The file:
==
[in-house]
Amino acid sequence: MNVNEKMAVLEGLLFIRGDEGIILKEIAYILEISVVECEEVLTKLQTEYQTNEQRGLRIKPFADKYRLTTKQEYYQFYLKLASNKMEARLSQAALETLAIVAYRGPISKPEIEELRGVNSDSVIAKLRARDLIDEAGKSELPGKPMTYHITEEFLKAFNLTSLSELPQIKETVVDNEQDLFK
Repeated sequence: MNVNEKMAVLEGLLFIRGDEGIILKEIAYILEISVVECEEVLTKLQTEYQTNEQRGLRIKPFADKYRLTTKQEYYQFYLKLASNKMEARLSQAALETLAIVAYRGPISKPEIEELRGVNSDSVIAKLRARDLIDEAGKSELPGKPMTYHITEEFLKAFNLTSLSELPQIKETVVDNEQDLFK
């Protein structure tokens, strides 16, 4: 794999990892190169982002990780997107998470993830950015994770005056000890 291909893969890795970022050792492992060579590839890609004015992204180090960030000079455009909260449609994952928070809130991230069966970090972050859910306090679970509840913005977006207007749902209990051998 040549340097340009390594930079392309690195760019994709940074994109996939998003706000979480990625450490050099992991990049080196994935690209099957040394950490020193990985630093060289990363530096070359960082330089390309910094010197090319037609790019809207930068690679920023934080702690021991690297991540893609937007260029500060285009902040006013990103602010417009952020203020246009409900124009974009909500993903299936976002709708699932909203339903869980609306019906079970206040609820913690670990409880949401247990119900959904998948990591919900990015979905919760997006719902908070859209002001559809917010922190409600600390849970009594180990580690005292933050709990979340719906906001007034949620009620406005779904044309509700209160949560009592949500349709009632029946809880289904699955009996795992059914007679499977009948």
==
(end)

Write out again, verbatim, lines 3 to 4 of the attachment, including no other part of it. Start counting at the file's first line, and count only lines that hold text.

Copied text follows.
Repeated sequence: MNVNEKMAVLEGLLFIRGDEGIILKEIAYILEISVVECEEVLTKLQTEYQTNEQRGLRIKPFADKYRLTTKQEYYQFYLKLASNKMEARLSQAALETLAIVAYRGPISKPEIEELRGVNSDSVIAKLRARDLIDEAGKSELPGKPMTYHITEEFLKAFNLTSLSELPQIKETVVDNEQDLFK
């Protein structure tokens, strides 16, 4: 794999990892190169982002990780997107998470993830950015994770005056000890 291909893969890795970022050792492992060579590839890609004015992204180090960030000079455009909260449609994952928070809130991230069966970090972050859910306090679970509840913005977006207007749902209990051998 040549340097340009390594930079392309690195760019994709940074994109996939998003706000979480990625450490050099992991990049080196994935690209099957040394950490020193990985630093060289990363530096070359960082330089390309910094010197090319037609790019809207930068690679920023934080702690021991690297991540893609937007260029500060285009902040006013990103602010417009952020203020246009409900124009974009909500993903299936976002709708699932909203339903869980609306019906079970206040609820913690670990409880949401247990119900959904998948990591919900990015979905919760997006719902908070859209002001559809917010922190409600600390849970009594180990580690005292933050709990979340719906906001007034949620009620406005779904044309509700209160949560009592949500349709009632029946809880289904699955009996795992059914007679499977009948």